Thursday, May 14, 2009


Recently, a commentary from two “high brow” observers of komiks and comics, annoyed a lot of komiks talents when these two bozos (who badly need to take Philosophy 101 - Logic) argued and argued nonstop with reasoning only ignorant people like them would understand. One of these guys accused me of using HIGH FALUTING (sic) dialogues in a short komiks story which he claimed was forgettable, yet he remembered who wrote it, and remembered the story, and remembered the dialogues. Yet, he said it was a forgettable story. Forgettable, but he remembered everything about it, including the so-called “High Falutin” dialogues.

My understanding of his “high faluting” description, is its current use here in north America. I thought he meant my dialogues were “Showing off, ostentatious, pretending to be above one's station in life, putting on airs.” This is the context now of this word here in north America. But, it turned out that the guy using this word, must have meant : “bombastic speech,” a context which was the status quo in the 1950s. Today, in north America, if you tell someone “high falutin”, it will always be interpreted as “Showing off”. Example, if there is an exclusive, pricey restaurant where only the people who have extra money would go, chances are people in the south or Midwest would say: “Them rich guys will all go to that high falutin restaurant called TURO-TURO.” Nowadays, if your dialogue or speech is bombastic, it will be labelled: STILTED, not “high falutin.” If you call a dialogue high falutin, it will be the same as saying GAY because you’re HAPPY. But of course, that was in the 1950s. If you say the word GAY these days, it would only mean one thing: HOMOSEXUAL.

Well, since we’re discussing this topic, this is the best time to discuss DIALOGUES in scriptwriting. In the old komiks industry, even in our old tagalog movies, TV and radio dramas, dialogues were never utilized to ADVANCE THE ACTION OF THE STORY, or to suggest an incident in the past to make the scenes interesting. This does not encompass all the writers, but many were guilty of this shortcoming.

What exactly is the main purpose of dialogues?

• Dialogues must sound convincing and natural, but should also be entertaining
• Dialogues should be in keeping with a character, even emphasizing his/her traits and disposition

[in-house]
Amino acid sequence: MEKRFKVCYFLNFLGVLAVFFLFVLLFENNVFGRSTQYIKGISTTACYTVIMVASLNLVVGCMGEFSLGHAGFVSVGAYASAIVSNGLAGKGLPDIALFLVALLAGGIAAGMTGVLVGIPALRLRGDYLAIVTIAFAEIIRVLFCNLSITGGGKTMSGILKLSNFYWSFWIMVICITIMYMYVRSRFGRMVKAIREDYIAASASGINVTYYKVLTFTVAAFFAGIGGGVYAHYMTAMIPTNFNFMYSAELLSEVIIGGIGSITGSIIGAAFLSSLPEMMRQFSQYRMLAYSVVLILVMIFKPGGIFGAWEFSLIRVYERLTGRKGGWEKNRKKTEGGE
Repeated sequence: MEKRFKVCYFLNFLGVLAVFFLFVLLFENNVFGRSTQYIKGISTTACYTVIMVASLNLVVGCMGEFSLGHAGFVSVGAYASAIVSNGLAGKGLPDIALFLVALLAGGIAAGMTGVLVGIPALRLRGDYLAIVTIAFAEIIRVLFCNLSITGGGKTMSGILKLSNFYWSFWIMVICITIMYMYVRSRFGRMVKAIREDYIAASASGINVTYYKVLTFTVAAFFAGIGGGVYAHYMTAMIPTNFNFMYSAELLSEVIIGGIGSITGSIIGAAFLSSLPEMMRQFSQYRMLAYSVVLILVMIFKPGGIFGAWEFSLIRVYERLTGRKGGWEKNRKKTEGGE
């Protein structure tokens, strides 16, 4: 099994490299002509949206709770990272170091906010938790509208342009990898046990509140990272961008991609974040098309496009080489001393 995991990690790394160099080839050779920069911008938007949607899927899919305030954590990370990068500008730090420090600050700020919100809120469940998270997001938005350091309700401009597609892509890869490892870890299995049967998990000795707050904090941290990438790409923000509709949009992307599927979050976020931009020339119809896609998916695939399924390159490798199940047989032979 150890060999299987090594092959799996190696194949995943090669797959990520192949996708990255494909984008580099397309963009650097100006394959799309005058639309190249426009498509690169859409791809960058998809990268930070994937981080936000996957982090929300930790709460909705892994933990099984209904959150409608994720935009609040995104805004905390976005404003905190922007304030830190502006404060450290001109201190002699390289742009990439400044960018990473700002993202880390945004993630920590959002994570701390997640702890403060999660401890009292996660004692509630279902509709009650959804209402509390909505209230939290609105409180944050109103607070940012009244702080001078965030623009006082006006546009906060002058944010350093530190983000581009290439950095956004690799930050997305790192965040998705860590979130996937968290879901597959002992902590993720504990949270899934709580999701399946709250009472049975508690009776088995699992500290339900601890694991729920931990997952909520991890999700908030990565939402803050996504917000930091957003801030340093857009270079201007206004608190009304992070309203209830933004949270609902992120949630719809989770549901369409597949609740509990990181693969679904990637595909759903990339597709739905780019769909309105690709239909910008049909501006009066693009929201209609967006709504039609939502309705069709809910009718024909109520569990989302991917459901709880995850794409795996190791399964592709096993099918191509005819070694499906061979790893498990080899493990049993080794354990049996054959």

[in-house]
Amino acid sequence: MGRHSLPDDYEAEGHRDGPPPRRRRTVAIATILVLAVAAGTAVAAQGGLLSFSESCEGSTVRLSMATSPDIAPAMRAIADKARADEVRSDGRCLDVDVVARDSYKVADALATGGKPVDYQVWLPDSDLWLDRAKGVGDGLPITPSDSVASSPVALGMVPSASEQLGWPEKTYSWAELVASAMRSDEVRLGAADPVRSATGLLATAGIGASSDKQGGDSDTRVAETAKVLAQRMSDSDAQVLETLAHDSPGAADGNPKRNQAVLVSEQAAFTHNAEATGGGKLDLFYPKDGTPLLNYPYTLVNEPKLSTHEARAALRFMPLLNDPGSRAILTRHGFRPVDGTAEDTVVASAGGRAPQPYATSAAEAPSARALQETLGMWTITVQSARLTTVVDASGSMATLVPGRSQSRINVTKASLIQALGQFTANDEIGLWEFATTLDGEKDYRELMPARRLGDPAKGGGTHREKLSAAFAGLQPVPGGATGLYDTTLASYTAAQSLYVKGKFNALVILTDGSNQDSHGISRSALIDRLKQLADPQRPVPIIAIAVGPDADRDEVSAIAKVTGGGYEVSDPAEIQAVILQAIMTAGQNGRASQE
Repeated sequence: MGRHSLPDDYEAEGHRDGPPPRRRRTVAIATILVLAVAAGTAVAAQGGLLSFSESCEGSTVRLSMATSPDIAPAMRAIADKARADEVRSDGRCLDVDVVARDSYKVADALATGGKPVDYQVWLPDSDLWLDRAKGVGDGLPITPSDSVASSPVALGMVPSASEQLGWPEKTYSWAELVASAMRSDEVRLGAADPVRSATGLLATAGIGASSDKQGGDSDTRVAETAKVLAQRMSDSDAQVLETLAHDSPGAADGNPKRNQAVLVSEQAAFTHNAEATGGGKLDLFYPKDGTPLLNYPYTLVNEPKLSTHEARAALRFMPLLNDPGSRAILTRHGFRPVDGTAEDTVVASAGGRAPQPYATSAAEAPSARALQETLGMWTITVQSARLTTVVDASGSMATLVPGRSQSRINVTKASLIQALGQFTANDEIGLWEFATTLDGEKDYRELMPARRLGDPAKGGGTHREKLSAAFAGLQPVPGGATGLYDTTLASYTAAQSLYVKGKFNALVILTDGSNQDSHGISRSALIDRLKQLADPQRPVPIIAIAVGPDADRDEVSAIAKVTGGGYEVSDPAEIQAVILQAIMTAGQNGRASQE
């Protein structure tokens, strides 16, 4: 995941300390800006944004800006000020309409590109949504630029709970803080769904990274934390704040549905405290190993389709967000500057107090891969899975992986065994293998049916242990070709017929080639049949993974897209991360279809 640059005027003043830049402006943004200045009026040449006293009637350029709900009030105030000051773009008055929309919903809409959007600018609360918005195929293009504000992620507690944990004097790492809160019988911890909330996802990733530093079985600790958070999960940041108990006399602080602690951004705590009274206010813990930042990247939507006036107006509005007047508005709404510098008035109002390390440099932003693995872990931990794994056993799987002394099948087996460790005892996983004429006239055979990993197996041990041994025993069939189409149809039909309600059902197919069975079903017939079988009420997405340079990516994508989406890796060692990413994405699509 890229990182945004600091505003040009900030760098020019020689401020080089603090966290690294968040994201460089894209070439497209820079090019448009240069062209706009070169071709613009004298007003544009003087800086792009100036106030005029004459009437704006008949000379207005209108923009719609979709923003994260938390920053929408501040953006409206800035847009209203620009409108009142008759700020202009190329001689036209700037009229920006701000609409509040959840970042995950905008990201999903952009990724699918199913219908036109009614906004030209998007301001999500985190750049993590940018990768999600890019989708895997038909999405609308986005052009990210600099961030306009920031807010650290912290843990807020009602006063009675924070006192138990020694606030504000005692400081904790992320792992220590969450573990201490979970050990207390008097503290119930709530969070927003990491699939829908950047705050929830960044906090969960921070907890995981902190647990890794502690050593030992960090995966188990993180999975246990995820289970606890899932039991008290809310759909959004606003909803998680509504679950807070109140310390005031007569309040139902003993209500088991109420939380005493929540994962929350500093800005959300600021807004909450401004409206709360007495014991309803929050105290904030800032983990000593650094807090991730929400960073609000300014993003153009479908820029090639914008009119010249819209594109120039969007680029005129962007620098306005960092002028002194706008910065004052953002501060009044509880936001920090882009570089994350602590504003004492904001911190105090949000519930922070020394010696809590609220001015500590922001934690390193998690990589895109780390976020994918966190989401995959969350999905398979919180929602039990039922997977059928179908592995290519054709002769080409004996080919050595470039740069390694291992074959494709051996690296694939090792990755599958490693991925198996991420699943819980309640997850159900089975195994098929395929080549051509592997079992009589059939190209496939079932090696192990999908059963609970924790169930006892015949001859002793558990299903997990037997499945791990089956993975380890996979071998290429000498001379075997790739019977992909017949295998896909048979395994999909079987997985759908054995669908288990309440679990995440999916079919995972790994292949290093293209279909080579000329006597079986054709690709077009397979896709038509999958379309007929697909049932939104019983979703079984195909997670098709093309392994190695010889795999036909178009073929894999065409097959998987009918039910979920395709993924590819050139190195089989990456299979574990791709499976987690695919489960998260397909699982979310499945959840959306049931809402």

• Dialogues must build & advance the action of the story. It should give foreshadowing, state facts and other information that can’t be shown in the action
• Dialogues must intensify, reveal – the emotions of the characters
• Dialogues should be fragmentary just like in real life, simple, but witty. If you can keep them short and crisp, the better

and the most important of all, avoid:

• Tired, worn-out phrases! If you have heard it too many times before on tv, movie, or even in real life – don’t use it as is! Re-invent it. You don’t want to write clichés:

“The devil made me do it”
“I’ve got a bone to pick”
“Don’t bite the hand that feeds you.”

Think about the image a phrase can convey, and reword it:

“Jeffrey Dahmer’s soul made me do it!”
“I’ve got a fish to scale”
“Don’t twist the hand that holds your paycheck!”

When I was writing for TV in RP, I have always opened my dialogues “after the scene has already begun”. This way, I could inform the audience of what has happened before, the characters would discuss it, ponder it over here and there, maybe worry about the past action, and wonder what might happen because of it.

So, instead of:

“Magandang umaga, Kiko.”
“Magandang umaga naman, Kikay. Kumusta?”

This sort of exchange of words is lifeless. Empty. Static.

“Magandang umaga, Kiko. Akala mo di na titigil yung ulan, ano?”
“Oo nga, e. Mabuti nga’t nakauwi ng walang problema si Lagring”.

By putting an incident in the dialogues, the audience will pick-up the past action.

For smoothness, use connective words whenever possible.

“Tumakbo yung aso patungo roon sa tambakan ng basura!”
“Ano’ng klaseng aso?”
“German Shepphered.”

“Sigurado ka ba?”
“Oo, sigurado ako.”

• In TV and movie scriptwriting, SHOW, rather then TELL as much as possible. Use dialogues only to explain and to build interest and suspense – use only when necessary. Make the dialogues speed up the plot. Stress the visual. Use pictorial story-telling all the time.
• Avoid too much dialect. Suggest his nationality by using one or two foreign words, but don’t overdo it, unless subtitles will be used in the actual film. If the format is TAGLISH, finish all the english and don't insert the Tagalog in between. It will be too confusing to the readers or to the audience. So, if taglish is what the characters speak, spare us the agony. Please finish the sentence in full tagalog, then begin another sentence in English and finish the whole sentence in English. It will be wishy-washy to mix the tagalog and english together in one sentence. Avoid this as much as possible.

What leads to a better dialogue?

• Well-developed characters and contrasting characters will reveal their uniqueness. As a writer, you don’t even have to force the words. They will come out naturally.
• Listen how people talk in real life. Use the idea, but make sure that their conversation is arranged with splendor of order. Real life dialogues are meandering at times. This characteristic must not be included in your dialogue. Make the dialogues sound like in real life, but arranged artistically, and must move the plot forward, not hinder.